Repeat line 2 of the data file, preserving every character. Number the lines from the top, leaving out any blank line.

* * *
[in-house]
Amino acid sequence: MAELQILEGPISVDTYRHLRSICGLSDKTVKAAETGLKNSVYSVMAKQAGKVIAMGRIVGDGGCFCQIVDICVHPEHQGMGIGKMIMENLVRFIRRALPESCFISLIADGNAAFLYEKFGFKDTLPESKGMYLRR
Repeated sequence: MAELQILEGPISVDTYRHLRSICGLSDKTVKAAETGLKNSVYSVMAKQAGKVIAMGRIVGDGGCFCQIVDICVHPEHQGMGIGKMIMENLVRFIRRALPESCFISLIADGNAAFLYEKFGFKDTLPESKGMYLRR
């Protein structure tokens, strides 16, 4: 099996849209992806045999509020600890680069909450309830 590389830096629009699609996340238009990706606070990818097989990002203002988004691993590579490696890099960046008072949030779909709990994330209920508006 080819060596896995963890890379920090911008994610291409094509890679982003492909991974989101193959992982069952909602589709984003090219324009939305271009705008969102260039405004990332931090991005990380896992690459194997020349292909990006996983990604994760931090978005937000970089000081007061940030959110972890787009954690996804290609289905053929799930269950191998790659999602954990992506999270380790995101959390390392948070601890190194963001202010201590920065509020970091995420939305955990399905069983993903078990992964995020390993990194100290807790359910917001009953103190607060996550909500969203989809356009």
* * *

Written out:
Amino acid sequence: MAELQILEGPISVDTYRHLRSICGLSDKTVKAAETGLKNSVYSVMAKQAGKVIAMGRIVGDGGCFCQIVDICVHPEHQGMGIGKMIMENLVRFIRRALPESCFISLIADGNAAFLYEKFGFKDTLPESKGMYLRR